31 Santas

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We do not want you to become lazy, but to imitate those who through faith and patience inherit what has been promised. –Hebrews 6:1

I’m running a B & B for Santa Clauses. Or a detention center.  I’m not sure.

Out in my cold garage, all wrapped up and nestled on shelves, lie 31 Santa Claus figures.  A burly outdoorsy Santa carrying a tree over his shoulder. A mystical wizard-looking Santa in a robe.  Short, hand painted wooden figurines.  Tall, spindly abstract Santas.

31 of them!

We’ve gathered them over a few decades, but the last couple years it hasn’t seemed worth it to set them all up.  We’ve kept things simpler.  A tree, a manger scene, and that’s about it.

But those Santas…

At night, I can hear them muttering to one another, out in the garage.  They’re restless.  Most of the year they’re content to slumber away, but not in December.

The outdoorsy Santa says:  “If they’d let us out of here we could at least ring the salvation army bells somewhere.”

“Yeah,” an old fashioned looking Santa replies.  “If we went to 31 different locations, think how much change we’d collect!”

“Or,” the mystical looking Santa says, “We could go to 31 different churches and increase everybody’s attendance by one!”

“Maybe,” a gnome-like Santa says, “but I think we could make more of a difference if we all impersonated yard gnomes and made sure nobody stole packages off people’s porches!”

“I mean,” the tall spindly Santa says, “if they’re not going to use us, they could at least give us away to someone else.  Tis the season of giving, right?”

I heard a lot of agreement with that.  He was right. So I got up out of bed, stepped into the cold garage, unboxed each Santa…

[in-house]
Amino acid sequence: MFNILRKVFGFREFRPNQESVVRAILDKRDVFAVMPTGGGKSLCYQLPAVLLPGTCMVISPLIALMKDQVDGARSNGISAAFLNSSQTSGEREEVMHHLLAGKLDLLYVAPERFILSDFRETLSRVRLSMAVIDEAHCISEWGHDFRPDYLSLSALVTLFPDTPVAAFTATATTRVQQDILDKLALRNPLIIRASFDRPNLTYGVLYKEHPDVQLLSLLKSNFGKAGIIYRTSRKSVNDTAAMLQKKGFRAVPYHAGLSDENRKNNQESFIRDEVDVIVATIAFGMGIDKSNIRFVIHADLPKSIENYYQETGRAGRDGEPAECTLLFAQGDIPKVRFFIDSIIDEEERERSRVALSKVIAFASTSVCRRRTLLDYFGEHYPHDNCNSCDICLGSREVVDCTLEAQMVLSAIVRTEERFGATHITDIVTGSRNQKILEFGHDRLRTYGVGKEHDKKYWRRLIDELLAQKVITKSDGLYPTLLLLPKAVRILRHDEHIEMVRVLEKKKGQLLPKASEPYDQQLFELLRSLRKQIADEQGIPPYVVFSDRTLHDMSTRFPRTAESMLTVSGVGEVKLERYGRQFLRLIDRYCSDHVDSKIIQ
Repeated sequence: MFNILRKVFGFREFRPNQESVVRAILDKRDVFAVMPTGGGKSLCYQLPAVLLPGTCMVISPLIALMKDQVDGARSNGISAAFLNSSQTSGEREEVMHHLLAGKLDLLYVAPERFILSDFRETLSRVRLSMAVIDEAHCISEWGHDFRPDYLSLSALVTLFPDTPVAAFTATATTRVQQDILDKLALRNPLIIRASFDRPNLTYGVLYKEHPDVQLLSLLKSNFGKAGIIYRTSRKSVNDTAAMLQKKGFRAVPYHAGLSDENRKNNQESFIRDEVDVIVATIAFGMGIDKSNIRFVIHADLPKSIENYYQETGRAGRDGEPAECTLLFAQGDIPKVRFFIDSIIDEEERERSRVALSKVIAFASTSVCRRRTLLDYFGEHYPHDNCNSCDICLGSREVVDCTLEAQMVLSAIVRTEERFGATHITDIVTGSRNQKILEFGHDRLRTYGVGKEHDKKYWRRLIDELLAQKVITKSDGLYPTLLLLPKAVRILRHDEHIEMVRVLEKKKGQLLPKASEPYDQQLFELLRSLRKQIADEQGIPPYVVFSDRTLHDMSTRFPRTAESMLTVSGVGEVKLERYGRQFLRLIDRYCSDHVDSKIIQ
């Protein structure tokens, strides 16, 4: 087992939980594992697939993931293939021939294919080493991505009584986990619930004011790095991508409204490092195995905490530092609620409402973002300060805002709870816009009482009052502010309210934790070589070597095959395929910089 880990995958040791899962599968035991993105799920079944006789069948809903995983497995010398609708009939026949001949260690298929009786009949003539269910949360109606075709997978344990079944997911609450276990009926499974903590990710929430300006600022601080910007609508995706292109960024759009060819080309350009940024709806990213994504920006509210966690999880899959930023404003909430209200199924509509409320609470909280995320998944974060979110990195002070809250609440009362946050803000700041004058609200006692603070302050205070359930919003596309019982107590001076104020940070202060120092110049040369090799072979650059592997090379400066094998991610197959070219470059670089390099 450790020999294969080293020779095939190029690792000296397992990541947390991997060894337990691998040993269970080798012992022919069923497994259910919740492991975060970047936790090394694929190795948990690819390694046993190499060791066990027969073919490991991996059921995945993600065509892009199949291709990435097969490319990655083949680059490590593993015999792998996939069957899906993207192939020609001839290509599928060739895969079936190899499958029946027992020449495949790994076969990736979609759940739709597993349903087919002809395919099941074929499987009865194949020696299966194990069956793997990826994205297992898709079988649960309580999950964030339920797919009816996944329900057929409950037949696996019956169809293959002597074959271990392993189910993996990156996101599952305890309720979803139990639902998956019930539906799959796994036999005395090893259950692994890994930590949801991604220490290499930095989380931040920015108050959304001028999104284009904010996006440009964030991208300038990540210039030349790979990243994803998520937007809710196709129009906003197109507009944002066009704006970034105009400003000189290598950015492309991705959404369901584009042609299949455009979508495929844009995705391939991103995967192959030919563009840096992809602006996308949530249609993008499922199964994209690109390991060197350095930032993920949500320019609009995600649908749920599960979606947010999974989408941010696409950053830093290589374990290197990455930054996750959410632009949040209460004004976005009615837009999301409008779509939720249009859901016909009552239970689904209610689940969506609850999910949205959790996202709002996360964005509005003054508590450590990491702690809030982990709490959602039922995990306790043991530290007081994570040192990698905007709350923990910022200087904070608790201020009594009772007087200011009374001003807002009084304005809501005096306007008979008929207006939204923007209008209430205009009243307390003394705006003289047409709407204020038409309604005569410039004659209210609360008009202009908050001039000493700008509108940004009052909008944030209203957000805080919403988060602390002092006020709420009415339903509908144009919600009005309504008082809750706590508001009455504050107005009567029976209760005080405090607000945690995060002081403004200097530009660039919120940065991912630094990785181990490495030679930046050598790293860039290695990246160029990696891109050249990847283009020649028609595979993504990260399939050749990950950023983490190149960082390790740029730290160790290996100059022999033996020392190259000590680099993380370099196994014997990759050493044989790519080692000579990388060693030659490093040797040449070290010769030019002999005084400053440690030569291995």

And set them free.  They scurried off into the night to do what Santa’s do best.

I spotted the outdoorsy one today, escorting an old man across the street.  The mystical one was at the coffee shop, having a deep theological discussion about the Incarnation.  And I caught a glimpse of three or four at the thrift store, passing out gifts.

I was a little sorry to see them go, but more than anything, I was thinking about why I had collected them in the first place.  To me, Santa is a human attempt to reflect the divine impulse of giving.  Santa reminds us that humans can give grace.  We were made in the image of God, and blessed by the Grace of Jesus. Santa knows this.

Santa isn’t the manager of a toy factory.  Santa is one of the “Saints”, devoting himself to a lifetime of thanks to God by giving to God’s children.  As I, too, should be.

This morning, I walked out to my empty garage, and grinned.

I was ready to be…

Number 32.

Have a Merry Christmas!

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Fur All The Saints

Charlie

I have heard of your faith in the Lord Jesus and your love toward all the saints, and for this reason  I do not cease to give thanks for you as I remember you in my prayers. –Ephesians 1:15-16

A saint is a person who is recognized as having an exceptional degree of holiness or likeness or closeness to God.  –Wikipedia

It’s my devotion. So if I want to use All Saints Day to venerate my dearly departed doggie, I’m gonna do it.

Not that this won’t be met with some controversy, I’m sure.  The debate over whether animals have souls has gone on for centuries.  People are adamant on both sides.  Even Catholic Popes have weighed in differently down through the ages.

Most recently, in 2014, Pope Frances made the claim that animals go to heaven.  It made international press–too bad everybody was quoting somebody else by mistake.  We don’t actually know what the Pope’s thoughts on pets in the afterlife are.  I wonder if he ever had a dog?

My dog, Charlie, left this Earth yesterday, early afternoon.  My wife and I don’t have kids, so Charlie was the third member of our family.  We’ve had many tears as we’ve watched his cancer get the best of him.  Saying goodbye to someone you love is so hard.

I’ll be honest–if you were to call into question the existence of a soul in Charlie, my wife would probably beat you up.  So I don’t recommend that, at least not this week.  For us, and millions of pet owners, the answer is obvious.  The spark of creation, the capacity for love points to an unmistakable soul.  Something God-given and eternal.  Charlie has a soul.